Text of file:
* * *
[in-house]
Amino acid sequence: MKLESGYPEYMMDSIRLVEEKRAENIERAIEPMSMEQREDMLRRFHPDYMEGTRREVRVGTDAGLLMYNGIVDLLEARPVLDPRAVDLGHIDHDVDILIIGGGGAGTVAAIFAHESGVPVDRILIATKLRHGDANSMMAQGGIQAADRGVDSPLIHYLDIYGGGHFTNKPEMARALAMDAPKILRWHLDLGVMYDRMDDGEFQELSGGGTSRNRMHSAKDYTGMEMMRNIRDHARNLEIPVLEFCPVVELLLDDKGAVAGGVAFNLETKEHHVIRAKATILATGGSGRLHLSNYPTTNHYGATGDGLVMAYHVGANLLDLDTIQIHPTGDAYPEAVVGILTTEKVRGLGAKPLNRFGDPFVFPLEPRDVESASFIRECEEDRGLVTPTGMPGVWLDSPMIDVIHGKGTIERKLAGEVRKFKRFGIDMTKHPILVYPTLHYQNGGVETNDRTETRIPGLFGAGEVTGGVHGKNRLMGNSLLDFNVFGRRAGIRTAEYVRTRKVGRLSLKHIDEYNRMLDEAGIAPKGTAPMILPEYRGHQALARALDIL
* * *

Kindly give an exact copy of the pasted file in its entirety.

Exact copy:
[in-house]
Amino acid sequence: MKLESGYPEYMMDSIRLVEEKRAENIERAIEPMSMEQREDMLRRFHPDYMEGTRREVRVGTDAGLLMYNGIVDLLEARPVLDPRAVDLGHIDHDVDILIIGGGGAGTVAAIFAHESGVPVDRILIATKLRHGDANSMMAQGGIQAADRGVDSPLIHYLDIYGGGHFTNKPEMARALAMDAPKILRWHLDLGVMYDRMDDGEFQELSGGGTSRNRMHSAKDYTGMEMMRNIRDHARNLEIPVLEFCPVVELLLDDKGAVAGGVAFNLETKEHHVIRAKATILATGGSGRLHLSNYPTTNHYGATGDGLVMAYHVGANLLDLDTIQIHPTGDAYPEAVVGILTTEKVRGLGAKPLNRFGDPFVFPLEPRDVESASFIRECEEDRGLVTPTGMPGVWLDSPMIDVIHGKGTIERKLAGEVRKFKRFGIDMTKHPILVYPTLHYQNGGVETNDRTETRIPGLFGAGEVTGGVHGKNRLMGNSLLDFNVFGRRAGIRTAEYVRTRKVGRLSLKHIDEYNRMLDEAGIAPKGTAPMILPEYRGHQALARALDIL